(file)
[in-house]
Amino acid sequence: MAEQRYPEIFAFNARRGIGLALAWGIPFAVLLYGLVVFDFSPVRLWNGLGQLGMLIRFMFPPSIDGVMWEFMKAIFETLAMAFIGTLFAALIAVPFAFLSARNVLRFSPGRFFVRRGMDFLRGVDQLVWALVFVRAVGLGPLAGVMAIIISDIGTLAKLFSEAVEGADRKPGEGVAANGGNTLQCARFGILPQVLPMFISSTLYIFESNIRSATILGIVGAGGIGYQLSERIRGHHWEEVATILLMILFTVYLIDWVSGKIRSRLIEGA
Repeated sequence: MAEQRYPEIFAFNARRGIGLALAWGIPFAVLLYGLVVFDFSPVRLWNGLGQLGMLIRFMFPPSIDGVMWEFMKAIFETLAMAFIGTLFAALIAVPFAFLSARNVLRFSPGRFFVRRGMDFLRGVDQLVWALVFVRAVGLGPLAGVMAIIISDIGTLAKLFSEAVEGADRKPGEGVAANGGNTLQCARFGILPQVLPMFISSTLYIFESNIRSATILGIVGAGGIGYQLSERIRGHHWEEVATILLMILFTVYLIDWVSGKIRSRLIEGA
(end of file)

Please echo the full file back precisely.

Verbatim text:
[in-house]
Amino acid sequence: MAEQRYPEIFAFNARRGIGLALAWGIPFAVLLYGLVVFDFSPVRLWNGLGQLGMLIRFMFPPSIDGVMWEFMKAIFETLAMAFIGTLFAALIAVPFAFLSARNVLRFSPGRFFVRRGMDFLRGVDQLVWALVFVRAVGLGPLAGVMAIIISDIGTLAKLFSEAVEGADRKPGEGVAANGGNTLQCARFGILPQVLPMFISSTLYIFESNIRSATILGIVGAGGIGYQLSERIRGHHWEEVATILLMILFTVYLIDWVSGKIRSRLIEGA
Repeated sequence: MAEQRYPEIFAFNARRGIGLALAWGIPFAVLLYGLVVFDFSPVRLWNGLGQLGMLIRFMFPPSIDGVMWEFMKAIFETLAMAFIGTLFAALIAVPFAFLSARNVLRFSPGRFFVRRGMDFLRGVDQLVWALVFVRAVGLGPLAGVMAIIISDIGTLAKLFSEAVEGADRKPGEGVAANGGNTLQCARFGILPQVLPMFISSTLYIFESNIRSATILGIVGAGGIGYQLSERIRGHHWEEVATILLMILFTVYLIDWVSGKIRSRLIEGA